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Canna (cultivars)

  • Annuals, perennials and bulbs
Canna x generalis 'Wyoming'
Photo: Jardin botanique de Montréal (Michel Tremblay)



Origin and description

Cannas are native to tropical and South America
30 cm
Height: 120 cm
Depth: 10 cm

Species, cultivars and related plants

The Canna genus includes some twenty-five species of rhizomatous perennials.  

Some of the species and their many cultivars are generally cultivated as ornamentals: Canna hortensis, Canna indica and Canna edulis – the latter has an edible rhizome. It is boiled and eaten in South America and starch is extracted from it in Queensland, Australia (Queensland arrowroot).

Common name


Latin name (genus)

Canna x generalis

French common name

Botanical family

  • Cannaceae

Growing conditions

For optimal blooms, cannas need full sun and humus-rich, moisture-retentive soil. In the shade, they tend to produce more leaves than flowers.

Plant the rhizomes directly in the ground once all danger of frost has passed or in pots indoors in early April to give them a head start.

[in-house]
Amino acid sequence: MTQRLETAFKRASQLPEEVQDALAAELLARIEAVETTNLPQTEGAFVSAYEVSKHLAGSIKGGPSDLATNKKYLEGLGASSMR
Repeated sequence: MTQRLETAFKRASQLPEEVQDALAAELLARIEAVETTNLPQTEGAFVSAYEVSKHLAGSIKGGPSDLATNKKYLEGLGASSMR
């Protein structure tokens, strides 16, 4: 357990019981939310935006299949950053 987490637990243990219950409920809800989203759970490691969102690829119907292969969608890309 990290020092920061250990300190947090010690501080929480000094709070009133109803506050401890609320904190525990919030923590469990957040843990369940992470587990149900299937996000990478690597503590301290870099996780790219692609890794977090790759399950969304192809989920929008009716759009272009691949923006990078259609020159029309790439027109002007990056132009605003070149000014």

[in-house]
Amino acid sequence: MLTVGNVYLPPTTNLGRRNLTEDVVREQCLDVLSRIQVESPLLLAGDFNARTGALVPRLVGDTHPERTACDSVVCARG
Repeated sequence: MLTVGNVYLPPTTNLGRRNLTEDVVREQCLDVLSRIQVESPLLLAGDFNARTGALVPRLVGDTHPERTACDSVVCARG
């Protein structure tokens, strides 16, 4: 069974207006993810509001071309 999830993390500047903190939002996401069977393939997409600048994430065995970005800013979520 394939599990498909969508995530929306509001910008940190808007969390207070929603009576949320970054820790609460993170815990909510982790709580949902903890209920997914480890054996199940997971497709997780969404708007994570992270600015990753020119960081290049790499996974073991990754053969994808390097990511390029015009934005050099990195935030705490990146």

Cannas are not hardy in Quebec. Cut the plants back to the ground before the first frost in fall and dig up the rhizomes. Let them dry for a few hours before storing them in a cool, dry spot (10-15°C) for the winter.

Plant out: mid-May
Dig up: October, after the second frost

Pruning and maintenance

The rhizomes can be separated using a knife so that each section has between one and three eyes. Then, we suggest that they be sprinkled with sulphur to prevent disease.

Canna should be separated and potted up in early April. It is also possible to wait until May so they can be planted directly into the garden.

Care and storing of cannas is much the same as for begonias. It is advisable, however, to remove the rhizomes from the ground on a sunny day and leave them upside down for three or four hours so that water can drain from the stems. There is no advantage to leaving the clumps outside later than October 15.


Rhizome division
Seed: Harvest the seeds in fall, once the pods are thoroughly dried. The hard, black seeds look like large peppercorns. They can be stored for more than twenty years if kept dry and cool. Sow them indoors in early spring in warm, moist potting soil, after first soaking the seeds in warm water for 48 hours. You can also place the seeds in a plastic bag filled with damp peat moss, leave them at 23°C for several days until they germinate and then pot up the seedlings. Scarifying the seeds seems to increase the likelihood of germination. Make a small scratch near the hilum (the “eye” of the seed). Do not scratch the hilum itself, or you will damage the embryo.

See also

Pests and diseases

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